“In other words, runners set their own base paths and are allowed three feet to the left or right of that established position on their way to the next (or previous) base in order to avoid a tag.

“Not the Rule: The 45-foot runner’s lane painted on the ground to the right of the foul line is rules-relevant for one and only one play: runner’s lane interference, which occurs when a batter-runner outside of the lane interferes with the fielder taking the throw at first base.

“If there is no throw (or no fielder taking a throw), there can be no runner’s lane interference, meaning the lane line is immaterial during a tag play …

“Analysis: Porter’s only consideration was whether Kiermaier deviated by more than three feet, pursuant to avoid being tagged. Umpire Porter could use the three-foot wide yardstick known as the runner’s lane to help guide him to determine what three feet might actually look like, but the runner’s lane itself is meaningless for this play.”

Live and learn!

Reader Rod Riviello writes that when he’s listening to Yankees games on the radio, a Yankees runner on first none or one out, “I have to ask myself if the batter coming up usually runs hard to avoid a double play. What a shame.”

Expand CFP for reason$

Let’s get it straight. The NCAA’s College Football Playoff committee’s decision to try to increase the number of teams from four to 12 has nothing to do with establishing fair play for teams that arguably deserved inclusion.

Rather, it has everything to do with sustaining or increasing TV revenue, especially restoring the TV value of historically attractive bowl games left diminished by a four-team playoff.

As always, follow the TV money. When President Trump last year gave himself full credit for rescuing Big Ten football from COVID-19 cancellation, he was self-deluded. Millions in TV dollars money surpassed all considerations of canceling the conference season due to COVID-19.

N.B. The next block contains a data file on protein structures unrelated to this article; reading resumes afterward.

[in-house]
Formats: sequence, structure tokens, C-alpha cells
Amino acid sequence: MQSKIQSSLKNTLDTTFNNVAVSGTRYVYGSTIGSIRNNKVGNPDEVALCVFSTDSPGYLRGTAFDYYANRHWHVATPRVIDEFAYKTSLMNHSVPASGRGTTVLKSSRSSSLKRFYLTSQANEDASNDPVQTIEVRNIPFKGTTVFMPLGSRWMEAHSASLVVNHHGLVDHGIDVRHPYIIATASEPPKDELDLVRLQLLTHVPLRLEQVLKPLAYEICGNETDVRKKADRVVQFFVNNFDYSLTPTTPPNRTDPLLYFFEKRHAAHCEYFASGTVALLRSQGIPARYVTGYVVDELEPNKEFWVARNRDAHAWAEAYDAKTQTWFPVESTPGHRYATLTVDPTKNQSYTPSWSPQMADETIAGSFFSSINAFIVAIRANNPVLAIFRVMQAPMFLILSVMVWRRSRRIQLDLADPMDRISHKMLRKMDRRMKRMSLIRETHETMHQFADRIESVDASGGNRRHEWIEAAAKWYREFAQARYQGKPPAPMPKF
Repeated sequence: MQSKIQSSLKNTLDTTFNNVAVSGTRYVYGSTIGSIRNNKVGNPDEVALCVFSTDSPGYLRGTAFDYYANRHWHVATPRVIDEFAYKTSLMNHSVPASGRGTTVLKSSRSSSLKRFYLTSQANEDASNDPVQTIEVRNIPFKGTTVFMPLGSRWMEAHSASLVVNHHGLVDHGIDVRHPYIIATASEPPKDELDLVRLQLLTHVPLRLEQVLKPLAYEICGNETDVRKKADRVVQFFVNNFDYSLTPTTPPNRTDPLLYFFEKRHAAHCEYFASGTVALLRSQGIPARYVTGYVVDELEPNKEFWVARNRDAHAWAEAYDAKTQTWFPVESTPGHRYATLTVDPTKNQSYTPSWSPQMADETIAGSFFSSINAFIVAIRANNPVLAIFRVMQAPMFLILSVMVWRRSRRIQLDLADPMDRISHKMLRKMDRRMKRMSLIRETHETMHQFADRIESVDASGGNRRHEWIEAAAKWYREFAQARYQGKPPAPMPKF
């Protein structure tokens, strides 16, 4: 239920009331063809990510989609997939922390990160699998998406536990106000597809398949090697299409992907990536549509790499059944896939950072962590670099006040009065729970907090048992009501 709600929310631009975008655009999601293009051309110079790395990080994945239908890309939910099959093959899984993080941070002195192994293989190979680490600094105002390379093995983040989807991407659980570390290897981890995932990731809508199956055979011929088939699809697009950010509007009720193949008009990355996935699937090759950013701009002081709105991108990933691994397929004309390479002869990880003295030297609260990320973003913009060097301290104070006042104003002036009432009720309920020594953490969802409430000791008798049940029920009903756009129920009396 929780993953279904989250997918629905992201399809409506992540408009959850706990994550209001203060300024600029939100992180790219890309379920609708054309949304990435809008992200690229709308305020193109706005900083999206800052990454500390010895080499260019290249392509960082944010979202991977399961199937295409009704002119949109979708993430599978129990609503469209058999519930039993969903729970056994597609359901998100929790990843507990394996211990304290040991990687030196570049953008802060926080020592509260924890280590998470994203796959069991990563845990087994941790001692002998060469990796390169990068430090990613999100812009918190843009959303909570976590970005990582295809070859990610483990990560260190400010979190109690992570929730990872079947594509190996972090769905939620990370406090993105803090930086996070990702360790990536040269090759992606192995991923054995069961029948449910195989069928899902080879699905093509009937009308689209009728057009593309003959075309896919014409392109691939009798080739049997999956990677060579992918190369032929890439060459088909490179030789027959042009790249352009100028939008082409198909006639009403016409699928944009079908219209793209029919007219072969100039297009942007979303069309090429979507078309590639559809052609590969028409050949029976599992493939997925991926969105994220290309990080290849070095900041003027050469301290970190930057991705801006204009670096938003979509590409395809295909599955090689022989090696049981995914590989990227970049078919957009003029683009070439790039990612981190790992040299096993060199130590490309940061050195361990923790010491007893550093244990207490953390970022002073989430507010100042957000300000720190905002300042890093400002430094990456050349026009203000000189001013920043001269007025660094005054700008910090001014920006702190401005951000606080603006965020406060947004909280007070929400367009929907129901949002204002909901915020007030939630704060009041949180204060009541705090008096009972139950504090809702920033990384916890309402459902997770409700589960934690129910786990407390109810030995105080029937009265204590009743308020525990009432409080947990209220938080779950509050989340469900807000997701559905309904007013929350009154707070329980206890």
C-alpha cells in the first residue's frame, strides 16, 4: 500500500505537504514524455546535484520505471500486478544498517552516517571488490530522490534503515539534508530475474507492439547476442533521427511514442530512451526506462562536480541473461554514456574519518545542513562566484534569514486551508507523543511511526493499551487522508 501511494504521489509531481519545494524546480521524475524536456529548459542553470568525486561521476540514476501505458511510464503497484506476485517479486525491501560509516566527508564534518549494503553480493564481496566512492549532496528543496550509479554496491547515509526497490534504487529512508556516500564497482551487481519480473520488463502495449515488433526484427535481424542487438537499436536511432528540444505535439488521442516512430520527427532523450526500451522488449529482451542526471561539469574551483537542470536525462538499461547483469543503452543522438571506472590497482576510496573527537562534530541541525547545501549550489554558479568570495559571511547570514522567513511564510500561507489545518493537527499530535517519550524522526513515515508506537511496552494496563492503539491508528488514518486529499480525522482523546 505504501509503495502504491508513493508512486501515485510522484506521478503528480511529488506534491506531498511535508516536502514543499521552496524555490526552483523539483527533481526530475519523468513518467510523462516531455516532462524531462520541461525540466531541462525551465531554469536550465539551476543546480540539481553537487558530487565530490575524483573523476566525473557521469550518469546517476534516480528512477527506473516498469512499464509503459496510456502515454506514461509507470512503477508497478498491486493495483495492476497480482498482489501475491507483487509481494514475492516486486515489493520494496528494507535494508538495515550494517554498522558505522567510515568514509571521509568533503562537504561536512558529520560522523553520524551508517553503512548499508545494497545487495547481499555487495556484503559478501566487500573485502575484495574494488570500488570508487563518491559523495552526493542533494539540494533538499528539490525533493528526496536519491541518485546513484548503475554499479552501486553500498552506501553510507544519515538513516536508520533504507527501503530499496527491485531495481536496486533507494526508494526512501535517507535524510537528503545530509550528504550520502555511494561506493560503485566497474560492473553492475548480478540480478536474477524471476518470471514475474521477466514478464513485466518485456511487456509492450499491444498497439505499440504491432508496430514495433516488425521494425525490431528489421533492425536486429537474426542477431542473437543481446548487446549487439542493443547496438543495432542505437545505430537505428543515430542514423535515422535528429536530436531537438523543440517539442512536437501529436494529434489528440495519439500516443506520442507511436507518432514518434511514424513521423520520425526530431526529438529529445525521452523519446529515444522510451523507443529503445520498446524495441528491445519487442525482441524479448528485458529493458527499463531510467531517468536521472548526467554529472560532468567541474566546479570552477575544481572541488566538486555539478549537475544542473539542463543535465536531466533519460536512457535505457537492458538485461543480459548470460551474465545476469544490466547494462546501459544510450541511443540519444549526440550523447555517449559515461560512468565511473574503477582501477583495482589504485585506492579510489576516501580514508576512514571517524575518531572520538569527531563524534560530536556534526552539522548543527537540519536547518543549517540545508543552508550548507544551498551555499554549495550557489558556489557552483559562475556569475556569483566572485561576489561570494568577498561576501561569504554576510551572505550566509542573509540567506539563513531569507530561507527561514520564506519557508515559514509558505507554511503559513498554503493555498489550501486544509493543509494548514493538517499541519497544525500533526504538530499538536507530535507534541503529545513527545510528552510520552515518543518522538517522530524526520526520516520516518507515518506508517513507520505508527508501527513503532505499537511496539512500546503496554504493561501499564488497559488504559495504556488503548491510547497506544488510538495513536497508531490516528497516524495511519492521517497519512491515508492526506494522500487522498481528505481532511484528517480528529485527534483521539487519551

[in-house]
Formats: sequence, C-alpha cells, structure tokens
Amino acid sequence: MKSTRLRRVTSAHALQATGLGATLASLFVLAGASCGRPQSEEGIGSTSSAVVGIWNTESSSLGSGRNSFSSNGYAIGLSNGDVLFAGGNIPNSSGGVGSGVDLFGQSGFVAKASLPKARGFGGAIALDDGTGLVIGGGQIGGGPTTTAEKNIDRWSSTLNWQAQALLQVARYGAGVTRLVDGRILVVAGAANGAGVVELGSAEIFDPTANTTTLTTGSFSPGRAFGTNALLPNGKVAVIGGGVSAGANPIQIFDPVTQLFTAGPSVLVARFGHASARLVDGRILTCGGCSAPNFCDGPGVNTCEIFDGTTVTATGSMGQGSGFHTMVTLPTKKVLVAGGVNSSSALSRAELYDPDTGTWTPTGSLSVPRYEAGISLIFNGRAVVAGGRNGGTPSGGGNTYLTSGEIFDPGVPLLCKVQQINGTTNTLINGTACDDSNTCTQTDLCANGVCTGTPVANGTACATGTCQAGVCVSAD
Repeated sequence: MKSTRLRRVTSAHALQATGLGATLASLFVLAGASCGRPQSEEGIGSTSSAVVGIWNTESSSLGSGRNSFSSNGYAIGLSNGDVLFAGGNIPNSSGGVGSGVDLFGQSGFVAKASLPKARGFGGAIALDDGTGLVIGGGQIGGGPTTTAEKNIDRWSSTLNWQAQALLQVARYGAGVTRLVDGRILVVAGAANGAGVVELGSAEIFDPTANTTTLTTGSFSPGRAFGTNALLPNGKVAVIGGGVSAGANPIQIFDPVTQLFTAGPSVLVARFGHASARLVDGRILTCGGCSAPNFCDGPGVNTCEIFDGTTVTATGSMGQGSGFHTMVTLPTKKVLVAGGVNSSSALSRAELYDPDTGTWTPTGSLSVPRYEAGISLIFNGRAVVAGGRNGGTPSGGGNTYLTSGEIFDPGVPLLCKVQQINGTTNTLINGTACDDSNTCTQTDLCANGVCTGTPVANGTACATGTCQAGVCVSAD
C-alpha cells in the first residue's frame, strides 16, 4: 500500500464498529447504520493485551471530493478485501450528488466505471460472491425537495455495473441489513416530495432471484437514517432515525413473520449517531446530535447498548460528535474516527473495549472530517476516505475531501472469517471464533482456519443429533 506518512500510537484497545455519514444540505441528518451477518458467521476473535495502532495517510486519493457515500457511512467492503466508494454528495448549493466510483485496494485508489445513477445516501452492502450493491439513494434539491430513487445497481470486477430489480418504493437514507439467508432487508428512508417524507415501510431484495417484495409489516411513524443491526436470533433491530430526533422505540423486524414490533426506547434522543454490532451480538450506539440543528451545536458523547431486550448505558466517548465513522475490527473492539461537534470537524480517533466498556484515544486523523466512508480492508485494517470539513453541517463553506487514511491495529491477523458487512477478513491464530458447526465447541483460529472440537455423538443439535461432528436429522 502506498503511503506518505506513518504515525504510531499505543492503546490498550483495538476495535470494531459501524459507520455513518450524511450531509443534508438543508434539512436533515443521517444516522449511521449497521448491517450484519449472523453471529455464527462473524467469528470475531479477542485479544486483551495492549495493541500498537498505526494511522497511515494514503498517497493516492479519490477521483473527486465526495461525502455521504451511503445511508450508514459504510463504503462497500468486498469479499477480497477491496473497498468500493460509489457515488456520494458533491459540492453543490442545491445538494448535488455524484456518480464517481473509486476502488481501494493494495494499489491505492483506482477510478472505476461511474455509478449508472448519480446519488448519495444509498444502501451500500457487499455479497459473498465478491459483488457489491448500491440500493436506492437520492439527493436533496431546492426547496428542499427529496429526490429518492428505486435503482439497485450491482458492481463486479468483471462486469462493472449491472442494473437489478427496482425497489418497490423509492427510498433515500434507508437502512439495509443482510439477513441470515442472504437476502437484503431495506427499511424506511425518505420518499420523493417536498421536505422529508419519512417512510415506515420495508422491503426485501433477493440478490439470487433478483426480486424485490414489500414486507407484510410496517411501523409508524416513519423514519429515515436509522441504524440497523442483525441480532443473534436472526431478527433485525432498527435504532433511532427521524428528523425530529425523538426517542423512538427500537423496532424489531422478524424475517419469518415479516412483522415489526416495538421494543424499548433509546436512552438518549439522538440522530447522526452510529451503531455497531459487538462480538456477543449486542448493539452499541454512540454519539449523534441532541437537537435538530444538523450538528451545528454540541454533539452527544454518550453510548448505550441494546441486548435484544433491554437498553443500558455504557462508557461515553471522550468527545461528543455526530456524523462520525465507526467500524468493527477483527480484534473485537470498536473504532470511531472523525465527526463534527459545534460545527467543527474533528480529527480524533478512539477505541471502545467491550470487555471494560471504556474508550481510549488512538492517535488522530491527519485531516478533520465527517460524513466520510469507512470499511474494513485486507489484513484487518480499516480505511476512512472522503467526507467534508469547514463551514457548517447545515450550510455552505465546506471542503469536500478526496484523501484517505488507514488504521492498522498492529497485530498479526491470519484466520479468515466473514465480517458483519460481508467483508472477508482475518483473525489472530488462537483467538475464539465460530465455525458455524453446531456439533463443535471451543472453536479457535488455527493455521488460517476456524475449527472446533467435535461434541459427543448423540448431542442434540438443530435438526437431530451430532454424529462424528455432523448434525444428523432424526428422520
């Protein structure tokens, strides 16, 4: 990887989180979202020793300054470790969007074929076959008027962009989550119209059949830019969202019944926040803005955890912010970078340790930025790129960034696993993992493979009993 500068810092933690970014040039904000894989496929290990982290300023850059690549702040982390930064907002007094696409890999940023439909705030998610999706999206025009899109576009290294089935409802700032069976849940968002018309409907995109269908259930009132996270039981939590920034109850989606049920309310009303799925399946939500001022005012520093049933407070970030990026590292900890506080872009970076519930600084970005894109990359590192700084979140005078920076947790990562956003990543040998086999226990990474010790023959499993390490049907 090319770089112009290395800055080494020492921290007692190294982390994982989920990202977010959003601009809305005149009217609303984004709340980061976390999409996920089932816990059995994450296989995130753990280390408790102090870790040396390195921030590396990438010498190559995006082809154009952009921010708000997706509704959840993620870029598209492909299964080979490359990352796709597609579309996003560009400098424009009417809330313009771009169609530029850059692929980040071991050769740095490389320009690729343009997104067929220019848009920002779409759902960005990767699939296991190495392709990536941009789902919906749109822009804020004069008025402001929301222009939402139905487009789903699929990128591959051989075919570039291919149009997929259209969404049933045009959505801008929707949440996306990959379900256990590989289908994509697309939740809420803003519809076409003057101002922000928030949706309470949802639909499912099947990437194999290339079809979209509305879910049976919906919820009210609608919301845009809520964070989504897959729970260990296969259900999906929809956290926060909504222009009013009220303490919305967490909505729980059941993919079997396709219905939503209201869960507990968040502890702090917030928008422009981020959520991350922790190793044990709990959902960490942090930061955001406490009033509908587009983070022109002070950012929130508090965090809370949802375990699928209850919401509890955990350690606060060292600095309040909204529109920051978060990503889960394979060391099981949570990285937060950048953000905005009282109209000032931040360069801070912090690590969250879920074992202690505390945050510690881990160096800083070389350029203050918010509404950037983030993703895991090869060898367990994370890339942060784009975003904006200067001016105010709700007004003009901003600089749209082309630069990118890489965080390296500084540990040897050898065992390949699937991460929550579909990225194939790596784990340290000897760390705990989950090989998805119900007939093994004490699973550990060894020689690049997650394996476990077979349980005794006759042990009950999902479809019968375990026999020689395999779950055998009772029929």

Nurses! A Reds-Cardinals telecast recently carried by MLB Network included this stat: At the end of May this season, there were 100 more entries on the MLB injury list than at the same time in 2019, the last full season.

Tuesday, the White Sox beat the Blue Jays, 6-1, in 8 ¹/₂ innings. Among the 51 outs, 27 — 53 percent — were strikeouts. Throw in nine pitchers, as per analytics, and the 8 ¹/₂-inning, now-standard farce ran 3:34.

Joey Votto
Getty Images

Look who’s talking: Given that the Reds’ Joey Votto, never has been publicly sanctioned by MLB for a career of publicly cursing out everyone and everything (in his latest last week, he called Cards’ fans “s–t-talking motherf–kers”), Rob Manfred’s office must regard his enthusiasm as good for The Game.

Reader Mike Ganis of Houston: “Being a Lakers’ fan, I can’t wait until the team hoists its 2021 Western Conference Play-In Championship banner next season.”

According to unreliable sources, MLB and the MLBPA will no longer refer to pitchers using “illegal substances” but “undocumented substances.”

A playoff game in New Jersey last week was won after a kid from Gloucester Catholic High, Brayden Foster, swinging and missing as the presumed final out, ran to first, reaching safely, as that “last” pitch was in the dirt. From there, after Brayden had done what MLB players can’t be bothered to do, Gloucester rallied to win.

Reader Frank Macy, watching the College Softball World Series on ESPN, heard that thus far Oklahoma’s record is 56-4. “Sixty games! When do these student-athletes attend school?” You looking to make trouble, Frank? Sooners fans don’t take kindly to your type.